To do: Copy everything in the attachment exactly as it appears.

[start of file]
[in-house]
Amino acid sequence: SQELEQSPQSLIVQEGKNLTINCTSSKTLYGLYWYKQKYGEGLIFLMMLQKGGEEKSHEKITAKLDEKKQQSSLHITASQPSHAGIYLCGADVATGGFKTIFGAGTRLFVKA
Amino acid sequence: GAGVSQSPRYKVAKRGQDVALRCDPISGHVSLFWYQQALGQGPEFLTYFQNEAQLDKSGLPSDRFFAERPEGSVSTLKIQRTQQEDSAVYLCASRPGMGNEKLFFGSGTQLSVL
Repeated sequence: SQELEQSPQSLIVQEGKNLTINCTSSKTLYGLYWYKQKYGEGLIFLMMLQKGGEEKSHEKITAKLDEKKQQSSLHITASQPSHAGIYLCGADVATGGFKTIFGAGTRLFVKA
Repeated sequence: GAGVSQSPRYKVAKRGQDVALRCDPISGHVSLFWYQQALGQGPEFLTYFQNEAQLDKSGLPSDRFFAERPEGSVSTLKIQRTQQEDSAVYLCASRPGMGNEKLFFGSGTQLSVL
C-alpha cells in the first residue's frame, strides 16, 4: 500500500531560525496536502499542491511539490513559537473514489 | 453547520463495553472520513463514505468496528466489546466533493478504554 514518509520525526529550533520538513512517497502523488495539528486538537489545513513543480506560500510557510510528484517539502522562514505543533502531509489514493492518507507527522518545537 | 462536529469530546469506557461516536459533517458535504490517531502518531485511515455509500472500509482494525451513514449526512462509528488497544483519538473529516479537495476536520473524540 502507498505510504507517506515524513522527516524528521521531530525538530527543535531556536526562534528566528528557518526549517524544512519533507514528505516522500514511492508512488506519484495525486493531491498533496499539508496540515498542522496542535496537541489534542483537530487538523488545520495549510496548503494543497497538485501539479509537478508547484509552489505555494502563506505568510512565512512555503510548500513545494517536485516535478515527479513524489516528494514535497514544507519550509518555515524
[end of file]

[in-house]
Amino acid sequence: SQELEQSPQSLIVQEGKNLTINCTSSKTLYGLYWYKQKYGEGLIFLMMLQKGGEEKSHEKITAKLDEKKQQSSLHITASQPSHAGIYLCGADVATGGFKTIFGAGTRLFVKA
Amino acid sequence: GAGVSQSPRYKVAKRGQDVALRCDPISGHVSLFWYQQALGQGPEFLTYFQNEAQLDKSGLPSDRFFAERPEGSVSTLKIQRTQQEDSAVYLCASRPGMGNEKLFFGSGTQLSVL
Repeated sequence: SQELEQSPQSLIVQEGKNLTINCTSSKTLYGLYWYKQKYGEGLIFLMMLQKGGEEKSHEKITAKLDEKKQQSSLHITASQPSHAGIYLCGADVATGGFKTIFGAGTRLFVKA
Repeated sequence: GAGVSQSPRYKVAKRGQDVALRCDPISGHVSLFWYQQALGQGPEFLTYFQNEAQLDKSGLPSDRFFAERPEGSVSTLKIQRTQQEDSAVYLCASRPGMGNEKLFFGSGTQLSVL
C-alpha cells in the first residue's frame, strides 16, 4: 500500500531560525496536502499542491511539490513559537473514489 | 453547520463495553472520513463514505468496528466489546466533493478504554 514518509520525526529550533520538513512517497502523488495539528486538537489545513513543480506560500510557510510528484517539502522562514505543533502531509489514493492518507507527522518545537 | 462536529469530546469506557461516536459533517458535504490517531502518531485511515455509500472500509482494525451513514449526512462509528488497544483519538473529516479537495476536520473524540 502507498505510504507517506515524513522527516524528521521531530525538530527543535531556536526562534528566528528557518526549517524544512519533507514528505516522500514511492508512488506519484495525486493531491498533496499539508496540515498542522496542535496537541489534542483537530487538523488545520495549510496548503494543497497538485501539479509537478508547484509552489505555494502563506505568510512565512512555503510548500513545494517536485516535478515527479513524489516528494514535497514544507519550509518555515524